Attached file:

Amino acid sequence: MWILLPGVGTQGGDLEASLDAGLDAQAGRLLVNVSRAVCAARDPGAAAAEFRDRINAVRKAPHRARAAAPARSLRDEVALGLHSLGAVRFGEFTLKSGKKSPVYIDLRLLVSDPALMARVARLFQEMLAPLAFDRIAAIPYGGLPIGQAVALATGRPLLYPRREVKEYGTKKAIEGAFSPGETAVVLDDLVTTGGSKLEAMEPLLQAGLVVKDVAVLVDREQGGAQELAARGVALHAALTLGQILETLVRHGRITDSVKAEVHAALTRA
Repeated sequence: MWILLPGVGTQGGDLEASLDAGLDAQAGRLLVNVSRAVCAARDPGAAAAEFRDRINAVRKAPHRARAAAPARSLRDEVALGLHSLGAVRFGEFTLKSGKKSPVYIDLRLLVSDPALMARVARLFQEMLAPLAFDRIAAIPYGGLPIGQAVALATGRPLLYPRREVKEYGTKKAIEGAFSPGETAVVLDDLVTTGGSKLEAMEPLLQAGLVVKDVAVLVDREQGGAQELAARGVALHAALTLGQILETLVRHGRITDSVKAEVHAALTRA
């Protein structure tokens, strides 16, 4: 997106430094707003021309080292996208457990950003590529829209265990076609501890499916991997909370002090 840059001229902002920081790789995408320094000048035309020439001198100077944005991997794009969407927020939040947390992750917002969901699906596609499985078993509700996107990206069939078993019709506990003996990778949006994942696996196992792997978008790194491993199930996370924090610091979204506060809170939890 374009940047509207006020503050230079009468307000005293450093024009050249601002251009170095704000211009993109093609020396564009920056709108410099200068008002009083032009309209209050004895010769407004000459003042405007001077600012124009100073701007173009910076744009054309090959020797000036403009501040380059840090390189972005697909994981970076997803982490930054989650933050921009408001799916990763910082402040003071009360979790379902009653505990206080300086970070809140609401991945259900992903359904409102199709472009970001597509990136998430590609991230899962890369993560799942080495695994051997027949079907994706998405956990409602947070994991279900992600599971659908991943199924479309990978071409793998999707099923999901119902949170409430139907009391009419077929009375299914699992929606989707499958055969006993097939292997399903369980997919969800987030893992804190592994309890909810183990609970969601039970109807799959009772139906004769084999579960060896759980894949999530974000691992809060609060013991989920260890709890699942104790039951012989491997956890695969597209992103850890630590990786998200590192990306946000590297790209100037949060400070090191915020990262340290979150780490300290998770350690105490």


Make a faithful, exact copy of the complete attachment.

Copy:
Amino acid sequence: MWILLPGVGTQGGDLEASLDAGLDAQAGRLLVNVSRAVCAARDPGAAAAEFRDRINAVRKAPHRARAAAPARSLRDEVALGLHSLGAVRFGEFTLKSGKKSPVYIDLRLLVSDPALMARVARLFQEMLAPLAFDRIAAIPYGGLPIGQAVALATGRPLLYPRREVKEYGTKKAIEGAFSPGETAVVLDDLVTTGGSKLEAMEPLLQAGLVVKDVAVLVDREQGGAQELAARGVALHAALTLGQILETLVRHGRITDSVKAEVHAALTRA
Repeated sequence: MWILLPGVGTQGGDLEASLDAGLDAQAGRLLVNVSRAVCAARDPGAAAAEFRDRINAVRKAPHRARAAAPARSLRDEVALGLHSLGAVRFGEFTLKSGKKSPVYIDLRLLVSDPALMARVARLFQEMLAPLAFDRIAAIPYGGLPIGQAVALATGRPLLYPRREVKEYGTKKAIEGAFSPGETAVVLDDLVTTGGSKLEAMEPLLQAGLVVKDVAVLVDREQGGAQELAARGVALHAALTLGQILETLVRHGRITDSVKAEVHAALTRA
């Protein structure tokens, strides 16, 4: 997106430094707003021309080292996208457990950003590529829209265990076609501890499916991997909370002090 840059001229902002920081790789995408320094000048035309020439001198100077944005991997794009969407927020939040947390992750917002969901699906596609499985078993509700996107990206069939078993019709506990003996990778949006994942696996196992792997978008790194491993199930996370924090610091979204506060809170939890 374009940047509207006020503050230079009468307000005293450093024009050249601002251009170095704000211009993109093609020396564009920056709108410099200068008002009083032009309209209050004895010769407004000459003042405007001077600012124009100073701007173009910076744009054309090959020797000036403009501040380059840090390189972005697909994981970076997803982490930054989650933050921009408001799916990763910082402040003071009360979790379902009653505990206080300086970070809140609401991945259900992903359904409102199709472009970001597509990136998430590609991230899962890369993560799942080495695994051997027949079907994706998405956990409602947070994991279900992600599971659908991943199924479309990978071409793998999707099923999901119902949170409430139907009391009419077929009375299914699992929606989707499958055969006993097939292997399903369980997919969800987030893992804190592994309890909810183990609970969601039970109807799959009772139906004769084999579960060896759980894949999530974000691992809060609060013991989920260890709890699942104790039951012989491997956890695969597209992103850890630590990786998200590192990306946000590297790209100037949060400070090191915020990262340290979150780490300290998770350690105490």